If you have a credit card, which I assume, you do --
THE PRESIDENT: Well, see, now you're really -- now you've shown how responsible you are. (Laughter.) But if you have a mortgage or a credit card or any kind of financial dealings out there, as a consequence of the changes we made, the credit card companies can't increase your interest rate without notifying you, and they can't increase your interest rate on your previous balances. In terms of getting a mortgage, they -- you can't have a mortgage broker steer you to a mortgage that ultimately is going to cost you more money, because maybe they're getting a financial incentive to do so. Those things are now against the law. So there are a whole host of protections in there.
You are a parent who has children -- if your child, heaven forbid, had a preexisting condition, before I took office, you were out of luck in terms of being able to get health insurance for that child. Now, insurance companies have to give you health insurance for that child, and by the way, that health insurance can't drop you if you get sick.
So there are a whole host of things that we've put in place that do make your life better. But the bottom line is if your 401(K) is still down substantially from where it was a while back, if you haven't seen a raise in a long time, if your home value went down --
Q Keep going. (Laughter.)
THE PRESIDENT: -- depending on where you live, all those things still make you feel like, gosh, I'm treading water.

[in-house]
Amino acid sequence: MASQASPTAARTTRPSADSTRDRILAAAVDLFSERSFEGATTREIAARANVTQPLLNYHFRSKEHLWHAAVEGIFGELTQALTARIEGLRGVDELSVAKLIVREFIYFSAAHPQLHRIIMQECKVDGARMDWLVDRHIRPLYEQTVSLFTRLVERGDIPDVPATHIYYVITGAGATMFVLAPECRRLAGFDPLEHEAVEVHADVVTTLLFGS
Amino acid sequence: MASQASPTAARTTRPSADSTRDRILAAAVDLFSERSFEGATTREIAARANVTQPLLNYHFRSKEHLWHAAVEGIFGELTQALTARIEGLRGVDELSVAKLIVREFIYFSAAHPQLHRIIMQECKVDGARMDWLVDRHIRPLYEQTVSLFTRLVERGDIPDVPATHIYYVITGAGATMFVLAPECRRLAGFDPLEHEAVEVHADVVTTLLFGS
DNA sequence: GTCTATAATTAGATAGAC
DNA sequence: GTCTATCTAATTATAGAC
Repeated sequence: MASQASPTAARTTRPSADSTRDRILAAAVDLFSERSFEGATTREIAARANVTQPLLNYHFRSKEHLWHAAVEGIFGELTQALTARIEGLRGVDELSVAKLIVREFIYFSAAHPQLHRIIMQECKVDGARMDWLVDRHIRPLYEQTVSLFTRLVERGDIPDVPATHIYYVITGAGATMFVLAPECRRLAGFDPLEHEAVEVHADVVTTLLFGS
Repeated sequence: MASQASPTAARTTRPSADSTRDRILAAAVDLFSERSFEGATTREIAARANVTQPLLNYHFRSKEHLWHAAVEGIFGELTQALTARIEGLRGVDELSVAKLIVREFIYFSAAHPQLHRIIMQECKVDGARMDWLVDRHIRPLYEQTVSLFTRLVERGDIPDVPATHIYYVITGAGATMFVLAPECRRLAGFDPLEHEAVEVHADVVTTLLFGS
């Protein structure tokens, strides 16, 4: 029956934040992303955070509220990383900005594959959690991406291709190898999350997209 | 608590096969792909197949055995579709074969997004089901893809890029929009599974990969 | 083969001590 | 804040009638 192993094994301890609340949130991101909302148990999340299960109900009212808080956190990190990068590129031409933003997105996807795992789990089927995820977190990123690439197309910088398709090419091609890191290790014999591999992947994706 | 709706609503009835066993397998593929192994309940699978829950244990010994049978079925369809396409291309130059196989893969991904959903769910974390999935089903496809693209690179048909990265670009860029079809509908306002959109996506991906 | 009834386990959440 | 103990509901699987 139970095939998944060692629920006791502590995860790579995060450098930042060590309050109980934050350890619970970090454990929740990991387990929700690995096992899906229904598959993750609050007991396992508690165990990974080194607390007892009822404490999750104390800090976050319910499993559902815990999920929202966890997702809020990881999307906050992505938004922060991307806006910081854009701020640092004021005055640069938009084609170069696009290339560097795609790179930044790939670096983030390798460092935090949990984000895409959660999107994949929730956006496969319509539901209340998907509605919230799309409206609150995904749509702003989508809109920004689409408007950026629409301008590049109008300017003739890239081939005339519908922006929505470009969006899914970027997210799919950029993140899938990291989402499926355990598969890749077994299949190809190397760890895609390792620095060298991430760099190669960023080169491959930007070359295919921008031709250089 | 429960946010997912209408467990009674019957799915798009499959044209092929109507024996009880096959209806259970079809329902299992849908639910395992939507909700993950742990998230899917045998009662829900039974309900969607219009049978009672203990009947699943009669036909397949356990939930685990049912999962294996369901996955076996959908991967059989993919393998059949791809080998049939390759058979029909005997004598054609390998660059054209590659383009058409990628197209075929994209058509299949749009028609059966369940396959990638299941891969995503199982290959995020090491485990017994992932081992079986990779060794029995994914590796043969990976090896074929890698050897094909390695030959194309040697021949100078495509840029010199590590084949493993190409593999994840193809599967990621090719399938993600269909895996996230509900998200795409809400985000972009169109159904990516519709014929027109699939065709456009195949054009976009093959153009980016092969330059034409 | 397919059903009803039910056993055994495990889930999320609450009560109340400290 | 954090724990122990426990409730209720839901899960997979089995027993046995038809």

Q Still struggling -- that's right.
THE PRESIDENT: And so my goal here is not to try to convince you that everything is where it needs to be. It's not. That's why I ran for President. But what I am saying is, is that we're moving in the right direction. And if we are able to keep our eye on our long-term goal -- which is making sure that every family out there, if they're middle class, that they can pay their bills, have the security of health insurance, retire with dignity and respect, send their kids to college; if they're not yet in the middle class, that there are ladders there to get into the middle class, if people work hard and get an education to apply themselves -- that's our goal. That's the America we believe in. And I think that we are on track to be able to do that.
MR. HARWOOD: Mr. President, let me go at this from a different direction, from the direction of psychology, business confidence. You just mentioned things that credit card companies and health insurance companies used to do. There are some people in business who think, to use a phrase that you used recently about your critics, who think you talk about them like dogs. Let's listen to Ken Langone, a billionaire businessman.